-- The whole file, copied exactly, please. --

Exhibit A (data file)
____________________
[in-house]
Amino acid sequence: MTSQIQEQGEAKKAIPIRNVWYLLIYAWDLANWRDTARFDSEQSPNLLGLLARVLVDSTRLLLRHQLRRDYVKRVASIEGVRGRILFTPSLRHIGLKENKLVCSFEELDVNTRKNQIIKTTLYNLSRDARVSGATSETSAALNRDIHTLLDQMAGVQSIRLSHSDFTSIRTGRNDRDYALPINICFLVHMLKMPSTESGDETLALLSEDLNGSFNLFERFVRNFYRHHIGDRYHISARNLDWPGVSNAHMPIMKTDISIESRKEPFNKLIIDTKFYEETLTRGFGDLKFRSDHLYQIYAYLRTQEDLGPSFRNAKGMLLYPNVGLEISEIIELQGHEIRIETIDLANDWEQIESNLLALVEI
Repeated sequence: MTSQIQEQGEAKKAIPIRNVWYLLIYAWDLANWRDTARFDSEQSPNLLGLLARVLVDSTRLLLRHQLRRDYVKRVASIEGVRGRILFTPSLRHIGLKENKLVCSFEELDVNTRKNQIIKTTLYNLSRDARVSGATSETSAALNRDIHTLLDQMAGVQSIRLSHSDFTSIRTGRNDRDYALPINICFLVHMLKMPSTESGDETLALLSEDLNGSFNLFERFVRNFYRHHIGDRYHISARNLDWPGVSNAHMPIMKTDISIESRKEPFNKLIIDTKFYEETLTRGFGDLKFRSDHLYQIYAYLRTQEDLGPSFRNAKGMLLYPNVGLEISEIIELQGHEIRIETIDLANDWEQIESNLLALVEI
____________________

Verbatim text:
[in-house]
Amino acid sequence: MTSQIQEQGEAKKAIPIRNVWYLLIYAWDLANWRDTARFDSEQSPNLLGLLARVLVDSTRLLLRHQLRRDYVKRVASIEGVRGRILFTPSLRHIGLKENKLVCSFEELDVNTRKNQIIKTTLYNLSRDARVSGATSETSAALNRDIHTLLDQMAGVQSIRLSHSDFTSIRTGRNDRDYALPINICFLVHMLKMPSTESGDETLALLSEDLNGSFNLFERFVRNFYRHHIGDRYHISARNLDWPGVSNAHMPIMKTDISIESRKEPFNKLIIDTKFYEETLTRGFGDLKFRSDHLYQIYAYLRTQEDLGPSFRNAKGMLLYPNVGLEISEIIELQGHEIRIETIDLANDWEQIESNLLALVEI
Repeated sequence: MTSQIQEQGEAKKAIPIRNVWYLLIYAWDLANWRDTARFDSEQSPNLLGLLARVLVDSTRLLLRHQLRRDYVKRVASIEGVRGRILFTPSLRHIGLKENKLVCSFEELDVNTRKNQIIKTTLYNLSRDARVSGATSETSAALNRDIHTLLDQMAGVQSIRLSHSDFTSIRTGRNDRDYALPINICFLVHMLKMPSTESGDETLALLSEDLNGSFNLFERFVRNFYRHHIGDRYHISARNLDWPGVSNAHMPIMKTDISIESRKEPFNKLIIDTKFYEETLTRGFGDLKFRSDHLYQIYAYLRTQEDLGPSFRNAKGMLLYPNVGLEISEIIELQGHEIRIETIDLANDWEQIESNLLALVEI